Migrants in Macedonia said they are especially anxious to move now that Hungary — the transit land north of Serbia on the long route to Germany — has decided to build a fence to keep migrants out.

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BERLIN — Europe’s migration crisis took on new dimensions Thursday as at least three countries announced added security measures to address the biggest movement of refugees and migrants seen since the aftermath of World War II.

The sheer numbers of migrants are clogging critical choke points across Europe. In July, 107,500 migrants entered the 28-nation European Union (EU), according to Frontex, the bloc’s border-management agency. That was more than three times the number in the same month last year.

The latest country to be overwhelmed by the surge is the tiny Balkan nation of Macedonia. It declared a state of emergency Thursday and said it would deploy the military to restore calm to its southern border with Greece and its northern frontier with Serbia.

Many of the refugees are fleeing the wars in Iraq and Syria and had recently made their way from Turkey to Greek islands. They have flooded into Macedonia — almost 42,000 in the past two months, according to the nation’s Ministry of Interior — as they head north to seek asylum in wealthy countries such as Austria, Germany, Britain or Sweden.

Migrants in Macedonia said they are especially anxious to move now that Hungary — the transit land north of Serbia on the long route to Germany — has decided to build a fence to keep migrants out.

Nongovernmental groups in Macedonia criticized the government’s move as a step that would again expose migrants to human traffickers or tempt them into dangerous paths, such as walking along rails at night.

Also Thursday, British and French authorities said they would set up a new “command and control center” in Calais, the French port at the mouth of the Channel Tunnel, where several thousand migrants live in a makeshift camp, awaiting the chance to sneak into Britain.

The images of chaos on the border between two of Europe’s richest nations have highlighted the inability of Europe to deal with the crisis.

German leaders say Europe must act to distribute refugees from war and persecution more evenly among European nations, while so-called economic migrants — mostly from impoverished Balkan countries — will be sent home from Germany because they do not qualify for asylum.

Yet policymakers have failed to produce a coherent collective response to the challenge, and efforts to agree on quotas for EU countries to accept refugees have achieved only limited success.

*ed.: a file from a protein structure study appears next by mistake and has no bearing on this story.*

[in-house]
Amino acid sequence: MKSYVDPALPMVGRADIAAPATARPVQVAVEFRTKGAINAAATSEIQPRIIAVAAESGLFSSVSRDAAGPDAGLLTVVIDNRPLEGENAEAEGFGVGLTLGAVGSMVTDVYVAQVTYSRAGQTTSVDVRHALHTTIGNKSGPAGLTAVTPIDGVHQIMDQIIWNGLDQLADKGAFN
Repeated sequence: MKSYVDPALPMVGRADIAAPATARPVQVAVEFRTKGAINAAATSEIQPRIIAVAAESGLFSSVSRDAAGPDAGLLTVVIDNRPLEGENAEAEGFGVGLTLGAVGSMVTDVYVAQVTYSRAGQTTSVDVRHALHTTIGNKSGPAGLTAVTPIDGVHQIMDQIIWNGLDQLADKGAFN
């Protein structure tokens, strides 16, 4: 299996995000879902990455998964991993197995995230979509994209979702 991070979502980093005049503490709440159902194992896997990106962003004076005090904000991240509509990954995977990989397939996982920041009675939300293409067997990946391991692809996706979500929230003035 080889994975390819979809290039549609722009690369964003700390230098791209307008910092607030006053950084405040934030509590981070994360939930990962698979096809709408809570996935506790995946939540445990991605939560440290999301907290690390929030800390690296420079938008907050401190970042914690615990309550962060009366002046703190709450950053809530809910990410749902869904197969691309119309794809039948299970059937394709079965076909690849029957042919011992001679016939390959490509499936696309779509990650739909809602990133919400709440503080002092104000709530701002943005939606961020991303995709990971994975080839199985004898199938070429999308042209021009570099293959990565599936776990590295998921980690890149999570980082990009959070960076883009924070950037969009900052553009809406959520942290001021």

After meeting in Calais with his British counterpart, the French interior minister, Bernard Cazeneuve, traveled to Berlin for talks with his German colleague, Thomas de Maizière, who said Wednesday that Germany, Europe’s No. 1 power, expects up to 800,000 asylum seekers this year.

In Macedonia, reports from the border with Greece late Thursday suggested that about 1,500 migrants — many of them Syrians, Iraqis and Afghans — were stranded between the Greek and Macedonian borders.

Prime Minister Nikola Gruevski of Macedonia said the state of emergency was a “temporary mechanism” intended to control the flow of migrants “so that they will have more humane transport through Macedonia.”

Two months ago, authorities in Macedonia introduced measures to document migrants. At that point, there were 500 to 600 arrivals each day, he said. The number has climbed to 2,500 a day and is likely to continue to increase to 3,000 to 4,000 a day, he said. “The country does not have the capacity to help so many people, so we had to intervene,” Gruevski said, noting that trains designed to accommodate 350 people have been arriving with 650 onboard.

The British-French agreement Thursday is intended to halt the acts of desperation seen this summer around Calais, typical of countless others across the Continent. Migrants in the French port have tried to break into the Channel Tunnel and stow away on cars, trucks and trains. Some efforts have proved fatal.

Under plans announced after talks in France, British police and border-protection forces will work with their French counterparts at a new “command and control center” in Calais. The new body will be led by two senior officers, one British and one French, and will try to target those organizing human trafficking.

Under the new agreement, Britain will spend more on reinforcing the perimeter of the Eurotunnel railhead with tougher fencing, CCTV, floodlighting and infrared detection technology. Extra search teams, including detection dogs, will be deployed, more mobile French policing units will be added and a security audit will be conducted. Meanwhile, British officials will also continue an information campaign in Calais to provide “a more dissuasive and realistic sense of life for illegal migrants” in Britain.